It’s silly season — and Warren has to play along

It’s silly season — and Warren has to play along

We don’t learn much from game of presidential dodge-and-weave

THE TALK ABOUT the 2020 presidential campaign seems to be kicking into gear — and it’s getting tiresome already.

It’s not the effort to try to divine the dynamics of an election that’s more than two-and-half years away that is most absurd — though that surely qualifies, too. What’s truly grating is the cat-and-mouse drama being played between the press and would-be candidates.

Playing the lead role in today’s version of this silly set piece is Elizabeth Warren. The Bay State’s senior US senator is up for reelection this fall, and she swears three ways to Tuesday that this is her sole electoral preoccupation. Except that she is laying the groundwork for a possible 2020 presidential run through a busy schedule of speaking engagements, donations to every state Democratic Party in the country, and an affinity for mixing constituent-focused town meetings across Massachusetts with plenty of national TV face-time.  And everyone knows it.

This past weekend it was appearances on CNN, Fox News Sunday, and NBC News, where “Meet the Press” host Chuck Todd pressed Warren endlessly on a possible presidential run. When she said she wasn’t running, he shifted to asking repeatedly whether she would pledge to serve a full six-year term if reelected, which she answered by saying she has “no intention” of running for president.

By all accounts, a politician can’t seek reelection to his or her current seat while professing interest in a race for a higher office that looms just around the corner. That leaves Warren in a no-win situation.

The Boston Herald tees up a Hillary Chabot column on yesterday’s antics with a front-page headline, “LIZ PLAYS DODGE BALL.” If Warren comes off seeming evasive it’s because she is. But if she were to “slip” and tell the truth about her ambitions, she’d be asked nonstop by reporters how she can justify seeking another term in the Senate — not to mention the ammunition it would give her Republican opponent this fall. So, like so many before her, she plays along.

This should hardly be surprising news, but politicians generally are an ambitious lot. The US Senate has long been one of the most consistent launching pads for presidential runs (even if one could reasonably question the wisdom of that, given the poor track record of those following this path).

One-third of Senate members are up for reelection to their six-year terms in the election two years before a presidential contest. Given the realities of today’s nearly permanent campaign cycle, senators in that group with White House ambitions must juggle a reelection campaign with whatever steps they are taking to set the stage for a possible presidential run. Since they can’t be frank about the fact that they are operating on dual tracks, they resort to the time honored dodge-and-weave.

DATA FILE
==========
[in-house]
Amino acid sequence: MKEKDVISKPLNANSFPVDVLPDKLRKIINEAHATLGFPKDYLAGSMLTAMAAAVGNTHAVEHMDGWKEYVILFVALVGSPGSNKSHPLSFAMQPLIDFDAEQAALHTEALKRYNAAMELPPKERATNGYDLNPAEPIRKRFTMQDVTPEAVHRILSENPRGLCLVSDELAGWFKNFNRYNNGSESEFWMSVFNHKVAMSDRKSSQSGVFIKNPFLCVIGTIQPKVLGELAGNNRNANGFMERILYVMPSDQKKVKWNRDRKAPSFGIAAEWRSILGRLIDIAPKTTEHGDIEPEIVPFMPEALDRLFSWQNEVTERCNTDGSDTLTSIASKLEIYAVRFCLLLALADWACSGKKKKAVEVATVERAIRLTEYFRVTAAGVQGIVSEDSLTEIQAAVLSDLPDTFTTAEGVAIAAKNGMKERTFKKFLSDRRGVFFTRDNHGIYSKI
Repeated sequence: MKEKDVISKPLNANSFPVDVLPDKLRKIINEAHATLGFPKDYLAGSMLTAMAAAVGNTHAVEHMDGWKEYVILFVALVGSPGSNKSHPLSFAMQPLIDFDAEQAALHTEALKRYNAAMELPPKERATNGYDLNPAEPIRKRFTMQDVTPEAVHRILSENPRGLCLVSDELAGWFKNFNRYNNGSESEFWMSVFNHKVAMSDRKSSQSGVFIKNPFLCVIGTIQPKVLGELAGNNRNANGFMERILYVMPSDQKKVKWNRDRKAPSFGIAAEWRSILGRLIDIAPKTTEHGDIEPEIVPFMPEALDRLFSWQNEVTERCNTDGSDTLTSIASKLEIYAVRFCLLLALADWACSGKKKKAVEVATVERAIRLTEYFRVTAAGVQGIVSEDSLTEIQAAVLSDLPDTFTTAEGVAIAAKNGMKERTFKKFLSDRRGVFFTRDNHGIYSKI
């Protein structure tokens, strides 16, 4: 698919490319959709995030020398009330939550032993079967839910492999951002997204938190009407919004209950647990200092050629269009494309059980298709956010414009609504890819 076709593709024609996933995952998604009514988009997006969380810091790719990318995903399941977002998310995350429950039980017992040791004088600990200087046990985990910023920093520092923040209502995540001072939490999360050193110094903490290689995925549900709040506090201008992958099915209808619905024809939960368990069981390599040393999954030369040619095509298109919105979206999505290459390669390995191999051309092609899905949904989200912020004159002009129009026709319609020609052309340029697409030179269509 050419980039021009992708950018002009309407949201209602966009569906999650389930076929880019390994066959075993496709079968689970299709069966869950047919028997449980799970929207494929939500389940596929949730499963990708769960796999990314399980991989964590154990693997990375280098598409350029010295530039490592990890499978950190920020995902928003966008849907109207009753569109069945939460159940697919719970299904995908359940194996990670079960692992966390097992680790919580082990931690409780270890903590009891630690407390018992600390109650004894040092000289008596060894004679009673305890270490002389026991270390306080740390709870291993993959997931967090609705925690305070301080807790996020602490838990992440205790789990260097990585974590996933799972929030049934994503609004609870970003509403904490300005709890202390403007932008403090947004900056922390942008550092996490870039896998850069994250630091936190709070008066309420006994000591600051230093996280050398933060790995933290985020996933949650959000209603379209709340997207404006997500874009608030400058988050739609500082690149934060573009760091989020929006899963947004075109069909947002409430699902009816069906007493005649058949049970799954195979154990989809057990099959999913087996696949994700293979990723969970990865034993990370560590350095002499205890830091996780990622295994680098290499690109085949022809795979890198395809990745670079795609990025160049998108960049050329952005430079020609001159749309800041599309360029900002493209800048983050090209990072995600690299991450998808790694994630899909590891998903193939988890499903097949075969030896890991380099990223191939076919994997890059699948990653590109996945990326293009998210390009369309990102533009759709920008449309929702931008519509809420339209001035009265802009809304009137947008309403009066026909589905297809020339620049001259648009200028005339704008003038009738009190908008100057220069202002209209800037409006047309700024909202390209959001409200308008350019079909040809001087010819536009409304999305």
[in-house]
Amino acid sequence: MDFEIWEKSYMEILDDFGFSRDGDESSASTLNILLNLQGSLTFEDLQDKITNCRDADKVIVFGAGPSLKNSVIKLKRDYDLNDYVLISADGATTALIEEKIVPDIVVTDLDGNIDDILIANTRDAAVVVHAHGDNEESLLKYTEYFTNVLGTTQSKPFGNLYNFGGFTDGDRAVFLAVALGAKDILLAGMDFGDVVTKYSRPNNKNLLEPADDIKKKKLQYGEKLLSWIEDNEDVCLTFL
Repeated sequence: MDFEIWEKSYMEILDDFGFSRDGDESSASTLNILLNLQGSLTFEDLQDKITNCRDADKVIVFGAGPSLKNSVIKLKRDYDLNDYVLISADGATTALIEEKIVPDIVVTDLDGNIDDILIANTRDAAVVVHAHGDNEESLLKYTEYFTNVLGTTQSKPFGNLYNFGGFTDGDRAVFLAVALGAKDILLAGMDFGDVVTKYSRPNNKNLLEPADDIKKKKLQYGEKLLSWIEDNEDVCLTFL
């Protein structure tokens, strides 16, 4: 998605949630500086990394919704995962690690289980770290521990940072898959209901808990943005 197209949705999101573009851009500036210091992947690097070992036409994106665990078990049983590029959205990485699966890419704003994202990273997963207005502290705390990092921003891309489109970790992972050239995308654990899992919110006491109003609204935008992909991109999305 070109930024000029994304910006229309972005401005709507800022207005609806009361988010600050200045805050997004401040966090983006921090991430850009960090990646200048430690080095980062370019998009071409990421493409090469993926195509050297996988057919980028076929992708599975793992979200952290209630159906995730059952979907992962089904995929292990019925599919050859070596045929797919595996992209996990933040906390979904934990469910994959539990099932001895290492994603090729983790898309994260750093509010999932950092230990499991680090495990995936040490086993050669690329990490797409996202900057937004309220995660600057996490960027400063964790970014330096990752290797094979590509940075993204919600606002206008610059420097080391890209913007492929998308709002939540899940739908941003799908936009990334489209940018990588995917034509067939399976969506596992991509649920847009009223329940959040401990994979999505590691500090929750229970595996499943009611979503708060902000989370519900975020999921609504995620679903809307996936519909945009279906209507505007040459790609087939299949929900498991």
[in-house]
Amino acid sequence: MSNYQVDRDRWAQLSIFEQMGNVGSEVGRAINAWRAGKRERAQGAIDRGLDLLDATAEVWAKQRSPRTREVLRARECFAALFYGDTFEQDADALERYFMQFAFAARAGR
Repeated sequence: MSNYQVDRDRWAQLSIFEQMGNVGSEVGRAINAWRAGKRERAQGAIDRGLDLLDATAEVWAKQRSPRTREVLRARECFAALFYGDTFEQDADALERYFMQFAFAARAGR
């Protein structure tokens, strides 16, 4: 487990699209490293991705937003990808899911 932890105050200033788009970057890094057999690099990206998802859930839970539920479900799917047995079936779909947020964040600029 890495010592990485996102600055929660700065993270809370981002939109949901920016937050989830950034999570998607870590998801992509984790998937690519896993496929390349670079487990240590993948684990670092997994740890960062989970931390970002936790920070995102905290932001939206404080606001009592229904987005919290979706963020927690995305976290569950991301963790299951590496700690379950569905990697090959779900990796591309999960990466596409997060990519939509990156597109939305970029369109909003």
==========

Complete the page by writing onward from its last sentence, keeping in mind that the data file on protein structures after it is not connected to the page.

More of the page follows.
Mitt Romney has yet to even join the Senate – though his election to a seat this fall from Utah seems all but assured – and there is chatter about the chances he could make a 2020 run for president. Romney’s endless shape-shifting on every issue under the sun may be unseemly, but running for a Senate seat while dreaming of even bigger things really isn’t.

If it is, the leader of that club would have to be the only person who has gone from the Senate to the White House in the nearly 60 years since JFK pulled it off in 1960. And Barack Obama did it without even completing his first term on Capitol Hill.

Meet the Author

Michael Jonas

Executive Editor, CommonWealth

About Michael Jonas

Michael Jonas has worked in journalism in Massachusetts since the early 1980s. Before joining the CommonWealth staff in early 2001, he was a contributing writer for the magazine for two years. His cover story in CommonWealth's Fall 1999 issue on Boston youth outreach workers was selected for a PASS (Prevention for a Safer Society) Award from the National Council on Crime and Delinquency.

Michael got his start in journalism at the Dorchester Community News, a community newspaper serving Boston's largest neighborhood, where he covered a range of urban issues. Since the late 1980s, he has been a regular contributor to the Boston Globe. For 15 years he wrote a weekly column on local politics for the Boston Sunday Globe's City Weekly section.

Michael has also worked in broadcast journalism. In 1989, he was a co-producer for "The AIDS Quarterly," a national PBS series produced by WGBH-TV in Boston, and in the early 1990s, he worked as a producer for "Our Times," a weekly magazine program on WHDH-TV (Ch. 7) in Boston.

Michael lives in Dorchester with his wife and their two daughters.

About Michael Jonas

Michael Jonas has worked in journalism in Massachusetts since the early 1980s. Before joining the CommonWealth staff in early 2001, he was a contributing writer for the magazine for two years. His cover story in CommonWealth's Fall 1999 issue on Boston youth outreach workers was selected for a PASS (Prevention for a Safer Society) Award from the National Council on Crime and Delinquency.

Michael got his start in journalism at the Dorchester Community News, a community newspaper serving Boston's largest neighborhood, where he covered a range of urban issues. Since the late 1980s, he has been a regular contributor to the Boston Globe. For 15 years he wrote a weekly column on local politics for the Boston Sunday Globe's City Weekly section.

Michael has also worked in broadcast journalism. In 1989, he was a co-producer for "The AIDS Quarterly," a national PBS series produced by WGBH-TV in Boston, and in the early 1990s, he worked as a producer for "Our Times," a weekly magazine program on WHDH-TV (Ch. 7) in Boston.

Michael lives in Dorchester with his wife and their two daughters.

There are plenty of wily moves made by politicians that are worth knocking them for. This shouldn’t be one of them.